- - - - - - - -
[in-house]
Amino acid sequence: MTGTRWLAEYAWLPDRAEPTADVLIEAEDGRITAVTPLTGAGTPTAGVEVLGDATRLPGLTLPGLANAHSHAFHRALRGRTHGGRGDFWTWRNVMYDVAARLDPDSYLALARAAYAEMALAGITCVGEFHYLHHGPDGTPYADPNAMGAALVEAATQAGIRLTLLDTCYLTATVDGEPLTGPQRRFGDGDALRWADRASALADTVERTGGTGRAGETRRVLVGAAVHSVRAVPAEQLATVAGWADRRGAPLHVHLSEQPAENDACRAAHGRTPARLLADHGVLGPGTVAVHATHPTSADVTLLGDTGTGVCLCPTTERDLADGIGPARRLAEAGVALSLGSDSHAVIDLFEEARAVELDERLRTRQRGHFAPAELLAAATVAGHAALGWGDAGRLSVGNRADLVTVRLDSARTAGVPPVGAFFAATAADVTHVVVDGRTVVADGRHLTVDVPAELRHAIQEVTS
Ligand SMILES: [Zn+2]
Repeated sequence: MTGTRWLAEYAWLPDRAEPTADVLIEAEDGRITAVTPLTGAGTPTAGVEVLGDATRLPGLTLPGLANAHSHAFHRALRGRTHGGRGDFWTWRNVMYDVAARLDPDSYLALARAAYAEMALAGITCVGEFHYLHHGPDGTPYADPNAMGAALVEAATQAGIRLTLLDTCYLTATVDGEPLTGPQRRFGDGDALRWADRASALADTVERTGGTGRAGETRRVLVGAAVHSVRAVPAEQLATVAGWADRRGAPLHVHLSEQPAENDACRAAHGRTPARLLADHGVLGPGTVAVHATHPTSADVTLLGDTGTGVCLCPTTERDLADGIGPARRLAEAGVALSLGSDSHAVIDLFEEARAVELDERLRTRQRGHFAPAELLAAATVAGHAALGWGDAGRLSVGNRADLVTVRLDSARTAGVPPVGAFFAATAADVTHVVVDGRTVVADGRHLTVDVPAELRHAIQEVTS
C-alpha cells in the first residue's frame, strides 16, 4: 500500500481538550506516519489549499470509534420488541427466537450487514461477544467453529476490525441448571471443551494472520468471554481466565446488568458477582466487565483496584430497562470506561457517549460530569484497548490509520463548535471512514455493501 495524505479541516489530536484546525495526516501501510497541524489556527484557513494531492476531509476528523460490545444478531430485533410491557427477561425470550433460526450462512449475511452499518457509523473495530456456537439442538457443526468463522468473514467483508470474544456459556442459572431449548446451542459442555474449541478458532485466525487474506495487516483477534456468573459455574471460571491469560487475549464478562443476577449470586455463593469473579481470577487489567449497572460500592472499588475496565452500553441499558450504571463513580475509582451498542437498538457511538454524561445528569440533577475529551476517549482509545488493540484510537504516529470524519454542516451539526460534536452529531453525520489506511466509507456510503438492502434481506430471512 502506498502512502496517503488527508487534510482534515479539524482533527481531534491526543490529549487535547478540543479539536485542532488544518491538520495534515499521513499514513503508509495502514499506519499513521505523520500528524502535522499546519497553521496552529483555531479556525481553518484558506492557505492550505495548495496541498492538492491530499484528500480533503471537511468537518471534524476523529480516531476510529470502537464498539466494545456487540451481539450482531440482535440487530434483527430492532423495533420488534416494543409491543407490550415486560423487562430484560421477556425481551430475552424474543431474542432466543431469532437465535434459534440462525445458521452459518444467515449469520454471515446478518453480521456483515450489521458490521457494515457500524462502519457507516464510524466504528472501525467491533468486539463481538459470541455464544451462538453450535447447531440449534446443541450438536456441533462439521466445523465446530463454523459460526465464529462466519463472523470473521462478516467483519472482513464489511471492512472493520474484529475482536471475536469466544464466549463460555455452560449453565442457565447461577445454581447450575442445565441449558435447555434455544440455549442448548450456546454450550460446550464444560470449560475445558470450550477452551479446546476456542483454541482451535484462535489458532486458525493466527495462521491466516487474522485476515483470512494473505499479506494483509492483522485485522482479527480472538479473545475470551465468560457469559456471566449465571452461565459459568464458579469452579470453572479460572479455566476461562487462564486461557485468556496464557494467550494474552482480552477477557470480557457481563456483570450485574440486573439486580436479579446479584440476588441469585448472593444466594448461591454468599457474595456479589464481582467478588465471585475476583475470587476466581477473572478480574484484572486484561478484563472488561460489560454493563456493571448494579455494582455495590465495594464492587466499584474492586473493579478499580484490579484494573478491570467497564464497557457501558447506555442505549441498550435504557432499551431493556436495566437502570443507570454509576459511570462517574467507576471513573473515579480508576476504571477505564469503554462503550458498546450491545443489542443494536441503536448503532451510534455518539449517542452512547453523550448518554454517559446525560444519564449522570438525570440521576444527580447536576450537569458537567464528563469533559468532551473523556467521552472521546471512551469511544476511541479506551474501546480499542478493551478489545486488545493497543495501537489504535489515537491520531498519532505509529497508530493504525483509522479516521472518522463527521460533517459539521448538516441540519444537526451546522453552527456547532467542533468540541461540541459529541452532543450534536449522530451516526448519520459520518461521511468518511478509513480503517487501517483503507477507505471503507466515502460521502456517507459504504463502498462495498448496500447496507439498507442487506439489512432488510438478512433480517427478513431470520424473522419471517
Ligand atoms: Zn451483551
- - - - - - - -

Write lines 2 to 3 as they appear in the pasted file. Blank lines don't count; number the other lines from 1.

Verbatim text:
Amino acid sequence: MTGTRWLAEYAWLPDRAEPTADVLIEAEDGRITAVTPLTGAGTPTAGVEVLGDATRLPGLTLPGLANAHSHAFHRALRGRTHGGRGDFWTWRNVMYDVAARLDPDSYLALARAAYAEMALAGITCVGEFHYLHHGPDGTPYADPNAMGAALVEAATQAGIRLTLLDTCYLTATVDGEPLTGPQRRFGDGDALRWADRASALADTVERTGGTGRAGETRRVLVGAAVHSVRAVPAEQLATVAGWADRRGAPLHVHLSEQPAENDACRAAHGRTPARLLADHGVLGPGTVAVHATHPTSADVTLLGDTGTGVCLCPTTERDLADGIGPARRLAEAGVALSLGSDSHAVIDLFEEARAVELDERLRTRQRGHFAPAELLAAATVAGHAALGWGDAGRLSVGNRADLVTVRLDSARTAGVPPVGAFFAATAADVTHVVVDGRTVVADGRHLTVDVPAELRHAIQEVTS
Ligand SMILES: [Zn+2]